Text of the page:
Landlord’s Guide For Renting To Someone With Bad Credit


Protecting Your Property
A bad tenant can mean more than a few missed rent payments. It can mean the destruction of your property. In some places, even if a tenant deserves eviction according to the law, it can take many weeks or months to get them out. This is how things are in California. Accordingly, it’s absolutely fundamental you find the right tenants as a landlord.

Still, finding good tenants isn’t something so cut-and-dry as simply excluding applicants with bad credit. The way credit is determined in America leaves much room for improvement. Oftentimes bad credit is no indicator of financial irresponsibility. Someone who has no debt and never has may have terrible credit even though they shouldn’t.

In all likelihood, any given landlord will experience some situation where there’s poor credit, but the potential renter would be a good tenant for your unit. Following, we’ll briefly cover several ways you can protect yourself in this situation.

Higher Rental Rates And Initial Deposits
When someone has bad credit, and you aren’t sure whether or not they can be relied on to fulfill the terms of their lease, a good way to keep them honest and protect your financial standing is to increase the rate of rental. Lower credit may require higher monthly rates.

Additionally, you might ask for a higher deposit, as well as both the first and last month’s rent upfront. This makes it so that if the individual does end up fulfilling your worst fears, you have a minimum of two months’ profit from them, in addition to a deposit for circumstances beyond your control.

To get an idea of how much it makes sense to charge, consider patterns in Grand Prairie apartments business form the linked site. Similar sites like this can help you pin down the right range.

The Reason Behind The Poor Credit
Sometimes the reason a person’s credit is bad has more to do with ways credit agencies determine credit than it has to do with the negligent financial activity of a prospective tenant. In such situations, use additional means of “vetting” potential tenants in order to protect your assets.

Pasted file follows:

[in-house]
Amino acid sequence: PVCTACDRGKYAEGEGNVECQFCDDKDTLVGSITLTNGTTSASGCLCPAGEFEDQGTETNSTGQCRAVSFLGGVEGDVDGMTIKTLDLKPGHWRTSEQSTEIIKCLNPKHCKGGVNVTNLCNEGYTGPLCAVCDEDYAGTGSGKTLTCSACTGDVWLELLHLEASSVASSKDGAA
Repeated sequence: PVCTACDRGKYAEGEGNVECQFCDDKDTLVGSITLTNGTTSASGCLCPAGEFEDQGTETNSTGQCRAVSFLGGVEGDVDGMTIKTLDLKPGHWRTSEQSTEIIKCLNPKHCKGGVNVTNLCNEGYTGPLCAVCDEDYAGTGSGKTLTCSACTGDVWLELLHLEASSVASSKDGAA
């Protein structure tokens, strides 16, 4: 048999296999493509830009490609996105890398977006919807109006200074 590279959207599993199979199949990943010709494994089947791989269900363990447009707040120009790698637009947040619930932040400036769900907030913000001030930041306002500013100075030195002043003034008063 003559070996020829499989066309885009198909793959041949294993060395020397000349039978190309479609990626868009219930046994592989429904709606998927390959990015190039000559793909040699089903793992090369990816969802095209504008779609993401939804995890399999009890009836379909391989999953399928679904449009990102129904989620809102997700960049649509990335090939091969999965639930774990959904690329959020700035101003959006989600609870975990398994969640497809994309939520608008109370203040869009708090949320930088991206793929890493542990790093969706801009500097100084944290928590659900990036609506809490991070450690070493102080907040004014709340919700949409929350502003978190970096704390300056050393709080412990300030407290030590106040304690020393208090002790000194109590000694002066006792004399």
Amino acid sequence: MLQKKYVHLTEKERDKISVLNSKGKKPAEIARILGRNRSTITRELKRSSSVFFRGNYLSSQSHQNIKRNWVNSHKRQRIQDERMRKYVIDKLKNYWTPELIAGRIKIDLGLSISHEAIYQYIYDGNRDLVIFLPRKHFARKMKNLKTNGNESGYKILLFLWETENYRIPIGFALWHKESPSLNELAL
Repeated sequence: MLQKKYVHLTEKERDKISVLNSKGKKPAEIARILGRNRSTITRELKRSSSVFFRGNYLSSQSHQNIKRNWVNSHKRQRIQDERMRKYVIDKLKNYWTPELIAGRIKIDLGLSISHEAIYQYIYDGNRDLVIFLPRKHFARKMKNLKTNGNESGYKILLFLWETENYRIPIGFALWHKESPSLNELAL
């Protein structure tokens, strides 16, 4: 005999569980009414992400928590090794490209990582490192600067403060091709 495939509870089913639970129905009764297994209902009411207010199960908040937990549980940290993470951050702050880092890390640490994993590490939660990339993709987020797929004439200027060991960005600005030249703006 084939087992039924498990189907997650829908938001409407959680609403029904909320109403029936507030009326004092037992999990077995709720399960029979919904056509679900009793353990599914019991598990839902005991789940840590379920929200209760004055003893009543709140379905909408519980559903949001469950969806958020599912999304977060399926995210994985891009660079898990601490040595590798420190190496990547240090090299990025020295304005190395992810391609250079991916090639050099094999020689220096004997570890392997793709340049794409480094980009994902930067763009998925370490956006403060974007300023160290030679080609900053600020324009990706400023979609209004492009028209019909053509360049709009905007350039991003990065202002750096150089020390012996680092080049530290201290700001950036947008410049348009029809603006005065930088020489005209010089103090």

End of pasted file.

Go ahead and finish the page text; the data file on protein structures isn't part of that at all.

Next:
Proof Of Current Rent
Most who are applying to live in a given apartment have rented elsewhere before, or are currently renting from somewhere. If they’ve got bad credit, ask them for their rental receipts to determine whether a pattern of reliability can be established.

Finding A Co-Signer
If a potential tenant has poor credit and can’t provide proof of rent, you might see if they can find a co-signer with good credit to vouch for them. This is very difficult for individuals that are struggling with their credit. When you’ve got a co-signer, should a tenant turn out to be underhanded, you have additional recourse.

Pay Stub Provision
As with rental receipts, asking potential tenants to provide pay stubs can help you determine if they’ve got an existing stream of income from which to pay their rent. If you’re using this route to vet a low-credit renter, be sure pay stubs are current. What use is pay stubs from several years prior to their application to rent your property? You want something within the last month.

Fund Proof
See whether or not a potential renter has existing financial resources. As was noted, sometimes someone has bad credit simply because they haven’t taken out any loans, or pursued other actions that establish credit. It may be no indicator of their financial wellbeing. Ask them for a bank statement to determine what assets they’ve got available.

If you’ve got a minimum lease of six months at $1,000 a month, then you’d be looking for someone who has at least $6,000 in their bank account. Ideally, they’d have more, as monthly expenses definitely dip into a person’s existing assets. Still, if they can cover your initial deposit, as well as the first and last month’s rent, then you’re reasonably secure.

Finding The Right Tenants
The more qualified renters you can bring to your property, the more financially secure you’ll be. But not all renters are the same. If you encounter potential tenants with bad credit, don’t immediately dismiss them.

For potential renters with low credit, determine if they have receipts from other rental arrangements, proof of funds, pay stubs, a potential co-signer, or a good reason for poor credit. Lastly, charge them more initially to cover yourself. Tactics like these will help you maximize your rental surface area while minimizing associated risk.